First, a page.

It is possible to run the Koji client with different configuration profiles so that you can interact with multiple Koji instances easily. The --profile option to the Koji command itself enables this. You should have a ~/.koji/config already, if not just copy from /etc/koji.conf to get a start. The profile command accepts an argument that matches a section in that config file. So if your config file had this:

authtype = ssl
server = https://koji.fedoraproject.org/kojihub
topdir = /mnt/koji
weburl = https://koji.fedoraproject.org/koji
#pkgurl = https://koji.fedoraproject.org/packages
cert = ~/.fedora.cert
ca = ~/.fedora-upload-ca.cert
serverca = ~/.fedora-server-ca.cert

server = https://koji.mydomain.com/kojihub
authtype = kerberos
topdir = /mnt/koji
weburl = https://koji.mydomain.com/koji
topurl = https://download.mydomain.com/kojifiles

you could pass Fedora or MyKoji to –profile.

Creating Tasks

Once options are processed and understood, a task needs to be created on the hub so that a builder can come along and take it. This is accomplished with the makeTask method (defined on the Hub, so call it on the session object). The name of the task should match the name given to the task handler in the builder, which is explained later on.

Be sure to process the channel, priority, background, and watch/nowatch parameters too, which should be available to most new tasks. They’ll be buried in the first argument to your handler function, which captures the options passed to the base Koji command.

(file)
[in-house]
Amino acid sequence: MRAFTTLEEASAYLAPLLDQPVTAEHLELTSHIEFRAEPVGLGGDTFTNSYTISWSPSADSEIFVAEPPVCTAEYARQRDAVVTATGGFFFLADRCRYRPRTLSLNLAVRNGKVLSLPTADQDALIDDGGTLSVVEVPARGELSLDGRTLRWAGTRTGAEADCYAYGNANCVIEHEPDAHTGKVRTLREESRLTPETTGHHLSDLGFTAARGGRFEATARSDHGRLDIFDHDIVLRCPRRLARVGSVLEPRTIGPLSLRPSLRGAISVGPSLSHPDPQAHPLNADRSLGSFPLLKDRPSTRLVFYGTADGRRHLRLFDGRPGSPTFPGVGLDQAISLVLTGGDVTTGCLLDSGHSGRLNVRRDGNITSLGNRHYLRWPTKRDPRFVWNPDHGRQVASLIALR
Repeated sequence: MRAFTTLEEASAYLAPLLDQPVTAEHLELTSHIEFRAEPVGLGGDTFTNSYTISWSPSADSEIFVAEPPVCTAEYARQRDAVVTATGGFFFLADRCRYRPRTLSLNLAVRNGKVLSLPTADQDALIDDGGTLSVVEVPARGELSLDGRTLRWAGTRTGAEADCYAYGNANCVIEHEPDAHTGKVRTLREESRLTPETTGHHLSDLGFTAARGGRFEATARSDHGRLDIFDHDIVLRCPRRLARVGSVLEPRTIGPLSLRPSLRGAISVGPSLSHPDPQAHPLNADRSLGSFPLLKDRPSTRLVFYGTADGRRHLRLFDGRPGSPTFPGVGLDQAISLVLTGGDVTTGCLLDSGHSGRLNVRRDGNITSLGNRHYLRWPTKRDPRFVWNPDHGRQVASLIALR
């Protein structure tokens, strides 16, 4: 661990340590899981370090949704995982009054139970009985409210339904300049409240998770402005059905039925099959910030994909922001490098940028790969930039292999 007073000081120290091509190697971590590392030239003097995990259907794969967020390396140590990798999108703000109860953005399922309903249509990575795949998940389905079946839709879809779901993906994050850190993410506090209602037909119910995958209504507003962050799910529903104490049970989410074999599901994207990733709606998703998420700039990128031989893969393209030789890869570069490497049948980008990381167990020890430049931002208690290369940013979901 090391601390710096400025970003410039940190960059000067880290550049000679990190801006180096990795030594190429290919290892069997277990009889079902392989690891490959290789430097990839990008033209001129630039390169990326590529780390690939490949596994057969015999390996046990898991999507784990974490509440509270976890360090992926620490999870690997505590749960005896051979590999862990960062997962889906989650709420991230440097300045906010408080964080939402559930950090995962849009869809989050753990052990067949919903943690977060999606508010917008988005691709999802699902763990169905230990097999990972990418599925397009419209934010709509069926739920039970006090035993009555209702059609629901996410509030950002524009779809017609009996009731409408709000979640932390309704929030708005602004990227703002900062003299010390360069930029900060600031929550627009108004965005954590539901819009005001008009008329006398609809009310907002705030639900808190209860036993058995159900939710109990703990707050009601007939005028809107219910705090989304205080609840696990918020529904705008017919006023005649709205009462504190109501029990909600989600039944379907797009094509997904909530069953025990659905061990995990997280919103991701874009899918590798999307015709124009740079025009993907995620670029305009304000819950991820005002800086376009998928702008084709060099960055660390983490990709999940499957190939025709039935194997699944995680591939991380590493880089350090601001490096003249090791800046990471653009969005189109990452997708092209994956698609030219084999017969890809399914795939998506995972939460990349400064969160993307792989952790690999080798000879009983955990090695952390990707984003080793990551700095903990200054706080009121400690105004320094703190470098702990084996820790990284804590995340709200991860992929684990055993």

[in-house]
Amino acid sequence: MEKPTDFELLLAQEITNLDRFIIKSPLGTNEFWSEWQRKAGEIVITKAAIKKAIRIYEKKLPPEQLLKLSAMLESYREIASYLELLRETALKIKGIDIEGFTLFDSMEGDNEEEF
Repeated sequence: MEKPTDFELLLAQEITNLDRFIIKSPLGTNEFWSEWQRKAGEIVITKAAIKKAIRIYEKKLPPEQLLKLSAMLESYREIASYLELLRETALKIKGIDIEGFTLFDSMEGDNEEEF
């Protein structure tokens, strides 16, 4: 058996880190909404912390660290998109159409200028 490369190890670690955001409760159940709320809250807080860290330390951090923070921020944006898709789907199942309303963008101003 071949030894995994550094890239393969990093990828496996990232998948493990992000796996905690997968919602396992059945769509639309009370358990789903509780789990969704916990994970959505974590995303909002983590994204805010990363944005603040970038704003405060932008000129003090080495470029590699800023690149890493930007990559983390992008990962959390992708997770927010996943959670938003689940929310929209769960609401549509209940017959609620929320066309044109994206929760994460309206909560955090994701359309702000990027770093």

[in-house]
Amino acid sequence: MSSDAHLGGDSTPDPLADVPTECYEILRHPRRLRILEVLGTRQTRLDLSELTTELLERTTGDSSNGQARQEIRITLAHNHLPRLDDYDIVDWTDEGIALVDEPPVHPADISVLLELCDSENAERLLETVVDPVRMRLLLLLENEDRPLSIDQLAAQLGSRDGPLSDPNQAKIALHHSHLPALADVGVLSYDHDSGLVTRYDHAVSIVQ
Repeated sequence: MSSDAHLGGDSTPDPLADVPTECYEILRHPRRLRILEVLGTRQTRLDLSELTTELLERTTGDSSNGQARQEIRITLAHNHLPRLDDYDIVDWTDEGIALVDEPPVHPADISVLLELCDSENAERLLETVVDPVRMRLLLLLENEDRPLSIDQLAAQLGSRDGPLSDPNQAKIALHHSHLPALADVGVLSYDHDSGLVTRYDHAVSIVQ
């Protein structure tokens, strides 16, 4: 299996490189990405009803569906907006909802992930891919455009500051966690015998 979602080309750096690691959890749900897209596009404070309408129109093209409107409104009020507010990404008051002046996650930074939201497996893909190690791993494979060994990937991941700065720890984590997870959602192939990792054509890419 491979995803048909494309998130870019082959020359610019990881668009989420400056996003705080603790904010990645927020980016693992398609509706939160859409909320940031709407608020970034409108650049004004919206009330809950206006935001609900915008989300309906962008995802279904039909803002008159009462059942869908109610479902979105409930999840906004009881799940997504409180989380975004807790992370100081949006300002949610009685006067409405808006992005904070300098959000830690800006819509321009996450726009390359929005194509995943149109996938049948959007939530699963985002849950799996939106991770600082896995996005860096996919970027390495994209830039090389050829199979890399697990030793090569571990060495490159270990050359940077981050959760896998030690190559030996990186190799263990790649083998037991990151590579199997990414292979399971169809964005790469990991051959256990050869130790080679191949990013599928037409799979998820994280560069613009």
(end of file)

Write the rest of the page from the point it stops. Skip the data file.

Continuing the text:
If the client needs to make locally-available artifacts (config files, sources, kickstarts) accessible to the builder, it must be uploaded to the hub. This is the case with uploading SRPMs or kickstarts. You can easily upload this content with the session.uploadWrapper method. You can create progress bars as necessary with this snippet:

if _running_in_bg() or task_opts.noprogress:
  callback = None
  callback = _progress_callback
serverdir = unique_path('cli-image')   # create a unique path on the hub
session.uploadWrapper(somefile, serverdir, callback=callback)

Task Arguments